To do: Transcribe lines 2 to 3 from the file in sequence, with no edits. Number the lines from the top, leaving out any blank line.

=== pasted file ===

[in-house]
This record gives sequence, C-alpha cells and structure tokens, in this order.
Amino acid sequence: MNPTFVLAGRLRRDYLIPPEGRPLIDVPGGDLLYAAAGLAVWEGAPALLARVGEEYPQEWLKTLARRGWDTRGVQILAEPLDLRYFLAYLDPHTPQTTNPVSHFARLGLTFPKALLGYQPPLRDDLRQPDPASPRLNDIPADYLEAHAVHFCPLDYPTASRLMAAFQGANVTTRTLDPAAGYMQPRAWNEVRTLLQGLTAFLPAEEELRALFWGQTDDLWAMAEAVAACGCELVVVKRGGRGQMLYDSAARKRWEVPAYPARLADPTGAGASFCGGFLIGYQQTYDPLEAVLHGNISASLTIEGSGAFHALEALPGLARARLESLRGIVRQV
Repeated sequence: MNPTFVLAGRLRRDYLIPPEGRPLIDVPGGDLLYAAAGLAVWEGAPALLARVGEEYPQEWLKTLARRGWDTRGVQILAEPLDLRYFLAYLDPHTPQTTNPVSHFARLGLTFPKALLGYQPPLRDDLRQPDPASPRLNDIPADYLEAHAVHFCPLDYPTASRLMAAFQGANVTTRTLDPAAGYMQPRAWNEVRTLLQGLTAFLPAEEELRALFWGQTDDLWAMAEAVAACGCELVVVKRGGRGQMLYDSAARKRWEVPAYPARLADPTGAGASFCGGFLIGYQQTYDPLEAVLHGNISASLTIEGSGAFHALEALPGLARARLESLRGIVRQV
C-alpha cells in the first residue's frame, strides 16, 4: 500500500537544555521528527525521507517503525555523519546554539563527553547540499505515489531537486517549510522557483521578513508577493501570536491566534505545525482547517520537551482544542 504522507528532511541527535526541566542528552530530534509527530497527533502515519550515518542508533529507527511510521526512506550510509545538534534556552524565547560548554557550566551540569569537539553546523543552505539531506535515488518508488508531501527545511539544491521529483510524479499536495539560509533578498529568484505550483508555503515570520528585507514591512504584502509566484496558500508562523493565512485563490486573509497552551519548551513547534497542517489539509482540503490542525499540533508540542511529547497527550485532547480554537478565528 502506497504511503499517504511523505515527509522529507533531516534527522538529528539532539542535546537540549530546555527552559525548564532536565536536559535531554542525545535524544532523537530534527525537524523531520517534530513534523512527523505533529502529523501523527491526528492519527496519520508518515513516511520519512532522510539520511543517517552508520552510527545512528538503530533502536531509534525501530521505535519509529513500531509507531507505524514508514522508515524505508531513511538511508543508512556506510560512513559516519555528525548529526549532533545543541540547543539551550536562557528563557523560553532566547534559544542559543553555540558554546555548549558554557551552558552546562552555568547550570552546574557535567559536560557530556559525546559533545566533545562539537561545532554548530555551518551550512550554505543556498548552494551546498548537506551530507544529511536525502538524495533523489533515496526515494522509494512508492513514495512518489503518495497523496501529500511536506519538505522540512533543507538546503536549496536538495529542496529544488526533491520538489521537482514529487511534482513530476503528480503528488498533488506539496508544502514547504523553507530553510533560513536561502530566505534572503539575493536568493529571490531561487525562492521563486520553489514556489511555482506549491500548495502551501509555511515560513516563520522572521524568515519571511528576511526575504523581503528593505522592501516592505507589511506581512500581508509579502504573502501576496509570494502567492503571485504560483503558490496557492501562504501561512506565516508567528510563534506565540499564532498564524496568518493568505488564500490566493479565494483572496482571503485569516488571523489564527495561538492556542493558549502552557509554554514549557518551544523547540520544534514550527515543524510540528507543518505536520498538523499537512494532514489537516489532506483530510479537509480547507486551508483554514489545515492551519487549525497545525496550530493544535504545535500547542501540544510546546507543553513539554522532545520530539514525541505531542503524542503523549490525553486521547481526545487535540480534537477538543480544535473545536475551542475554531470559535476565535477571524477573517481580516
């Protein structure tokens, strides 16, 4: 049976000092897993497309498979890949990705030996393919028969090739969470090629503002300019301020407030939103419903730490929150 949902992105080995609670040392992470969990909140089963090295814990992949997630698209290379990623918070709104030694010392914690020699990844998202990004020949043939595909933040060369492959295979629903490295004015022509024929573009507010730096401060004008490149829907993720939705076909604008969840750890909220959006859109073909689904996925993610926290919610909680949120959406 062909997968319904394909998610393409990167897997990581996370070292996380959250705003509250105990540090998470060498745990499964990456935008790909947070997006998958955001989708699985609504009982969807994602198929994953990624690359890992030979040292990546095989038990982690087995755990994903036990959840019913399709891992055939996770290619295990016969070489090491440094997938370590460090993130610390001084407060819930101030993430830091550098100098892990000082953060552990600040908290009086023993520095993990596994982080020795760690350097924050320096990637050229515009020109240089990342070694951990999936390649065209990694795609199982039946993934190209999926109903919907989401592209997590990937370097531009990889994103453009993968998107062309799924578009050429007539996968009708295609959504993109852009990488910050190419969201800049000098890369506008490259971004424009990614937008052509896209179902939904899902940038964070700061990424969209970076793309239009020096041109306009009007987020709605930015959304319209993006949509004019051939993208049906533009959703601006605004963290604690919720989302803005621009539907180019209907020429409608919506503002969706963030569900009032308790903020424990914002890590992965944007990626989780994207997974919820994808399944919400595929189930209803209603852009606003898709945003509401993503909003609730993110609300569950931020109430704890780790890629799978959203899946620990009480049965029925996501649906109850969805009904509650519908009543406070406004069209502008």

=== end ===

This record gives sequence, C-alpha cells and structure tokens, in this order.
Amino acid sequence: MNPTFVLAGRLRRDYLIPPEGRPLIDVPGGDLLYAAAGLAVWEGAPALLARVGEEYPQEWLKTLARRGWDTRGVQILAEPLDLRYFLAYLDPHTPQTTNPVSHFARLGLTFPKALLGYQPPLRDDLRQPDPASPRLNDIPADYLEAHAVHFCPLDYPTASRLMAAFQGANVTTRTLDPAAGYMQPRAWNEVRTLLQGLTAFLPAEEELRALFWGQTDDLWAMAEAVAACGCELVVVKRGGRGQMLYDSAARKRWEVPAYPARLADPTGAGASFCGGFLIGYQQTYDPLEAVLHGNISASLTIEGSGAFHALEALPGLARARLESLRGIVRQV